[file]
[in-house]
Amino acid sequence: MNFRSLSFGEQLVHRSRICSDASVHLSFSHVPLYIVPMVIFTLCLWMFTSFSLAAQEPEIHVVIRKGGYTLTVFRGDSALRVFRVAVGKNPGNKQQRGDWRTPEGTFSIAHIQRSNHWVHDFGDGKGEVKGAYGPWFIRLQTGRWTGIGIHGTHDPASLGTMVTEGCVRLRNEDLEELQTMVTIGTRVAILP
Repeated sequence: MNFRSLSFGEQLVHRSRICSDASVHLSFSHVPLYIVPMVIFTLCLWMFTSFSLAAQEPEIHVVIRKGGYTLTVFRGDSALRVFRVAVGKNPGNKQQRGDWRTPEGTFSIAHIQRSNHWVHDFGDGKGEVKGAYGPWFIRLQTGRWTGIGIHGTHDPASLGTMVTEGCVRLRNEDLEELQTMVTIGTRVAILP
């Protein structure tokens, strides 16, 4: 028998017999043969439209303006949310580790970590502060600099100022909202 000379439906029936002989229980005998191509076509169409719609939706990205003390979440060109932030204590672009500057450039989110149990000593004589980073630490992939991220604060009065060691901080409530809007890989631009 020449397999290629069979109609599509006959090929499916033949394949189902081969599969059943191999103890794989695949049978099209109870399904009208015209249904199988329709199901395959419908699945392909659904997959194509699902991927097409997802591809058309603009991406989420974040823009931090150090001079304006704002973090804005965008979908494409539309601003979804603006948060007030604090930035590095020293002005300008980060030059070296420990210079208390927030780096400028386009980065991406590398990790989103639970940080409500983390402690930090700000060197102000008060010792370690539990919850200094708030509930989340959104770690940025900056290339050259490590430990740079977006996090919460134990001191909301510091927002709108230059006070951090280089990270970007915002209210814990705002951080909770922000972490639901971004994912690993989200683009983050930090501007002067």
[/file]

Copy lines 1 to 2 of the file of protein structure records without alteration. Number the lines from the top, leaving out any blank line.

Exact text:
[in-house]
Amino acid sequence: MNFRSLSFGEQLVHRSRICSDASVHLSFSHVPLYIVPMVIFTLCLWMFTSFSLAAQEPEIHVVIRKGGYTLTVFRGDSALRVFRVAVGKNPGNKQQRGDWRTPEGTFSIAHIQRSNHWVHDFGDGKGEVKGAYGPWFIRLQTGRWTGIGIHGTHDPASLGTMVTEGCVRLRNEDLEELQTMVTIGTRVAILP